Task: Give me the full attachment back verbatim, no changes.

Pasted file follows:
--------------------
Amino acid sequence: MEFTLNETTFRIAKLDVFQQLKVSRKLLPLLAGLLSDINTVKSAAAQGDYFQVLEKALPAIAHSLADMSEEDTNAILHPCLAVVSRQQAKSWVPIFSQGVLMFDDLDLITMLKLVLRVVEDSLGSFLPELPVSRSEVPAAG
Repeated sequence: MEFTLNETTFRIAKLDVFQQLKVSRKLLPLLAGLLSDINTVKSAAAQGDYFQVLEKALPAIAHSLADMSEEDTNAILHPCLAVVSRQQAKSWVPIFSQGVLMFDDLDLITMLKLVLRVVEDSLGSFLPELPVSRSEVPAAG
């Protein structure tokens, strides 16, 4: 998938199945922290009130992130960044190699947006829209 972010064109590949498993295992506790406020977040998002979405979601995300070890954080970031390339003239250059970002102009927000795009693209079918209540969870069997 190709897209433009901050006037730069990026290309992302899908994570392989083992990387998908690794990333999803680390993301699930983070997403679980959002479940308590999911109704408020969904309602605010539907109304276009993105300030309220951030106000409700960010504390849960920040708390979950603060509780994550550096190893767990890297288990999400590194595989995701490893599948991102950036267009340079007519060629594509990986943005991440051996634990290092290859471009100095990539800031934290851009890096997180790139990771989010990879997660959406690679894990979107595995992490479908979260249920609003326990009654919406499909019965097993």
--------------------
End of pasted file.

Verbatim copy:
Amino acid sequence: MEFTLNETTFRIAKLDVFQQLKVSRKLLPLLAGLLSDINTVKSAAAQGDYFQVLEKALPAIAHSLADMSEEDTNAILHPCLAVVSRQQAKSWVPIFSQGVLMFDDLDLITMLKLVLRVVEDSLGSFLPELPVSRSEVPAAG
Repeated sequence: MEFTLNETTFRIAKLDVFQQLKVSRKLLPLLAGLLSDINTVKSAAAQGDYFQVLEKALPAIAHSLADMSEEDTNAILHPCLAVVSRQQAKSWVPIFSQGVLMFDDLDLITMLKLVLRVVEDSLGSFLPELPVSRSEVPAAG
């Protein structure tokens, strides 16, 4: 998938199945922290009130992130960044190699947006829209 972010064109590949498993295992506790406020977040998002979405979601995300070890954080970031390339003239250059970002102009927000795009693209079918209540969870069997 190709897209433009901050006037730069990026290309992302899908994570392989083992990387998908690794990333999803680390993301699930983070997403679980959002479940308590999911109704408020969904309602605010539907109304276009993105300030309220951030106000409700960010504390849960920040708390979950603060509780994550550096190893767990890297288990999400590194595989995701490893599948991102950036267009340079007519060629594509990986943005991440051996634990290092290859471009100095990539800031934290851009890096997180790139990771989010990879997660959406690679894990979107595995992490479908979260249920609003326990009654919406499909019965097993």